David Cowhig sent this text to CDN: “In a recent article I found published on the law database website Lawbase.com.cn, Zhu Suli, dean of the Beijing University Law School speaks up for the public intellectuals.
Zhu admits sure, they are not perfect, but these public spirited people are making real contributions to China. China may not have another generation like them, since the public intellectuals, many of whom grew up during the Cultural Revolution, were in some ways self-taught. They think more broadly and came to their views based on their own experiences. Having had a broad experience of life, they express themselves much better then many younger intellectuals. They are very different from many of the narrow scholars that Chinese universities produce today. Zhu analyzes the background of the public intellectuals. Most are in the 40s or 50s, many have studied outside of China. Some may criticize them, but the public intellectual is in line with the tradition of the broadly educated Chinese scholar who is concerned with the well being of the people, writes Zhu.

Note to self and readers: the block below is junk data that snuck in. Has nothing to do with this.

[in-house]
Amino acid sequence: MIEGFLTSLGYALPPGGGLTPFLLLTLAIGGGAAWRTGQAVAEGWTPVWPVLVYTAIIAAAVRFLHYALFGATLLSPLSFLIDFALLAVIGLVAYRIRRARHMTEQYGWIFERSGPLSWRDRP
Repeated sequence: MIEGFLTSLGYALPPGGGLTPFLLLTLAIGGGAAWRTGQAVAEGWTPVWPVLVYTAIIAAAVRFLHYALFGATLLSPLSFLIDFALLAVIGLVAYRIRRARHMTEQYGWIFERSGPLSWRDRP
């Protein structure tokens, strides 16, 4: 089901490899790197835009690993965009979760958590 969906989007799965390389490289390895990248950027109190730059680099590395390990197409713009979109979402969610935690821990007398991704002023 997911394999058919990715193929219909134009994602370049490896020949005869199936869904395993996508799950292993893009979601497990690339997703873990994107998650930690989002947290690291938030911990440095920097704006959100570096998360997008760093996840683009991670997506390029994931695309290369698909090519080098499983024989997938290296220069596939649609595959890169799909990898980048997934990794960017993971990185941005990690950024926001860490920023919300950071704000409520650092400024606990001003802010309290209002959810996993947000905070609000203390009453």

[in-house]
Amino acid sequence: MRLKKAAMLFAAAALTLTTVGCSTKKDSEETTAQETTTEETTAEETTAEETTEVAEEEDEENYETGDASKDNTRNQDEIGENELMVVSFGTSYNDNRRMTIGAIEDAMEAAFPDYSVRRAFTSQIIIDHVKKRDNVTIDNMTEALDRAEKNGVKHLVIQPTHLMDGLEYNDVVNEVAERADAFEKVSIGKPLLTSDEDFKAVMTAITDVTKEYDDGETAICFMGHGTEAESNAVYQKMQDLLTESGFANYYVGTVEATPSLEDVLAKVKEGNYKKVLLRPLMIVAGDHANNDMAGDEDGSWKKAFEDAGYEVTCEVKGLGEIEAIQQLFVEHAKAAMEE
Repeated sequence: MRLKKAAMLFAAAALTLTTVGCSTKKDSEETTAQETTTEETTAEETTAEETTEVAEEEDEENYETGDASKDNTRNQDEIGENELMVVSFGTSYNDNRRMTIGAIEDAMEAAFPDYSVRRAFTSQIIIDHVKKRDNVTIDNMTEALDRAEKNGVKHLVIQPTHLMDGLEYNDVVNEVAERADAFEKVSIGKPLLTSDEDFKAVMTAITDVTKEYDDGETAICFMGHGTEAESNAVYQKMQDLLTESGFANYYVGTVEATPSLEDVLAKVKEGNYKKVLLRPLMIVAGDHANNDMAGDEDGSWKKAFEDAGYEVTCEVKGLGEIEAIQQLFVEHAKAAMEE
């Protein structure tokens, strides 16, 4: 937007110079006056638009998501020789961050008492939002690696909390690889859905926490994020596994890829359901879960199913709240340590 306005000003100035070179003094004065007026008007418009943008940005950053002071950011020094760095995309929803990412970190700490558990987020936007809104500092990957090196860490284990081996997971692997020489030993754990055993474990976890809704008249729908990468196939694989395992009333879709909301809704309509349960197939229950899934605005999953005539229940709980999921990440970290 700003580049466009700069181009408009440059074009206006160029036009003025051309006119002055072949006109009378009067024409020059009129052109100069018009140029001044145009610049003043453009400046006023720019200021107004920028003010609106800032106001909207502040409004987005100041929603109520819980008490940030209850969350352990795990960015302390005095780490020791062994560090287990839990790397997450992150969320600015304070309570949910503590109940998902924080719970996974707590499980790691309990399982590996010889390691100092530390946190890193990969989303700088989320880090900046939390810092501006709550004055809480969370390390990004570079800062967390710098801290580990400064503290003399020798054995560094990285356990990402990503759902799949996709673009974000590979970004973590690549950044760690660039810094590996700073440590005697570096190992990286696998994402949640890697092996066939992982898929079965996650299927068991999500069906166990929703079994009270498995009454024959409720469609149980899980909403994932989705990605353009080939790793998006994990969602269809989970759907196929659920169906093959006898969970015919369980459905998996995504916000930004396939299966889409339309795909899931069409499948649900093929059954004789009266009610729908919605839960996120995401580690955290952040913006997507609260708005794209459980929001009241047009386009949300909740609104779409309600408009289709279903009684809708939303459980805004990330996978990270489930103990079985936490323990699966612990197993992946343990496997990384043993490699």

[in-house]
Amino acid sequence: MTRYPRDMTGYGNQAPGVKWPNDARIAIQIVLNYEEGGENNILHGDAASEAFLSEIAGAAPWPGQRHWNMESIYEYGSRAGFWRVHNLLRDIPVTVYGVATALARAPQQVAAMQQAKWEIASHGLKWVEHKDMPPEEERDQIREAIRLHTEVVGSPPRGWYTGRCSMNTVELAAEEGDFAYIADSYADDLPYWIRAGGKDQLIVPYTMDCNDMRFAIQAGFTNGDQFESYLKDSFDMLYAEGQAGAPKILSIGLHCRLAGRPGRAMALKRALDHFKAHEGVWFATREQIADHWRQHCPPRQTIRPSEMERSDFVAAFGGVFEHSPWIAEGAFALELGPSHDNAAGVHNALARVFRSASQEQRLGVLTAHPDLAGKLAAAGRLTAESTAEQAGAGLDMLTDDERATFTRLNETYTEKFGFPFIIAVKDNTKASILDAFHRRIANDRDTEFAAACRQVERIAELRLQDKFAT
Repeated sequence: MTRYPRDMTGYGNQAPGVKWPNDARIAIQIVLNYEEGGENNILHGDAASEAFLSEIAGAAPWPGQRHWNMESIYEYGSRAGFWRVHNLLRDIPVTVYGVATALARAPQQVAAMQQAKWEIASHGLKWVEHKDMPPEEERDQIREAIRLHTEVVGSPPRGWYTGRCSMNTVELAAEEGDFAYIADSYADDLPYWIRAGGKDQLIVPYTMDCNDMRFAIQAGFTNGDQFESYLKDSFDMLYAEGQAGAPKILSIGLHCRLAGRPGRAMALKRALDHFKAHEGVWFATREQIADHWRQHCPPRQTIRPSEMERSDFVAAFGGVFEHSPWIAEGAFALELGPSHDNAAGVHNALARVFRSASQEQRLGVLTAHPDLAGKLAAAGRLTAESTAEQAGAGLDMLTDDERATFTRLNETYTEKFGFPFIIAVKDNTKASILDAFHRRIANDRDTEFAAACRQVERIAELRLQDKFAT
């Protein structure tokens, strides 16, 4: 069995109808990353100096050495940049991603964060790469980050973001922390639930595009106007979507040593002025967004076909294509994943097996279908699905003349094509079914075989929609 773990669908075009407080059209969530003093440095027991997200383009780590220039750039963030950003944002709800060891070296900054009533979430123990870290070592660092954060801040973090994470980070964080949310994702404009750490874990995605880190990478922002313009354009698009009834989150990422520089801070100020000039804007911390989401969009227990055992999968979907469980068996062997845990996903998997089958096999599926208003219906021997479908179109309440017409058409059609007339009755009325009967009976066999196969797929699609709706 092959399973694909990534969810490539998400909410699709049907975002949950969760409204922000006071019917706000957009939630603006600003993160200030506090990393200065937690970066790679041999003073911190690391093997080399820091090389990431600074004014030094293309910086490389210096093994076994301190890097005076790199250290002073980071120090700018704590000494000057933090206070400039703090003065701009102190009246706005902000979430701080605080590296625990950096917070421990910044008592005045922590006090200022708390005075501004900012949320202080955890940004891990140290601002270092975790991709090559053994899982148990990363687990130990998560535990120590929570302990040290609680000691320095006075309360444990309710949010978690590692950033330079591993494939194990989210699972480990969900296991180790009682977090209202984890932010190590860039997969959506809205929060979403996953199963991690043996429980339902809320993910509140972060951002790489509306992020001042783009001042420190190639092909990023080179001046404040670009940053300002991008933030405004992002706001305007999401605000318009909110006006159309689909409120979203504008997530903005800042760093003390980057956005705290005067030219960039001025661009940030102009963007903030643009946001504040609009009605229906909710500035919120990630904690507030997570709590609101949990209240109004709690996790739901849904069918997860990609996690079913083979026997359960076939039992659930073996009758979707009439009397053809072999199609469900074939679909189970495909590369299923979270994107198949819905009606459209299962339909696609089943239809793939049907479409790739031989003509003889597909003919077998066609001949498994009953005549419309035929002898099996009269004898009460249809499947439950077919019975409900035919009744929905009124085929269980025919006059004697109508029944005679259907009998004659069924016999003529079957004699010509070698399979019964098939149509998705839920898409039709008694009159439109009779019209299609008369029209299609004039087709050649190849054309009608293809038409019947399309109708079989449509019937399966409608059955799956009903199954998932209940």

In these days we hear about suppression of contrarian views, it is nice to hear that some people still speak up.”
Thanks, David. The original Chinese article is here.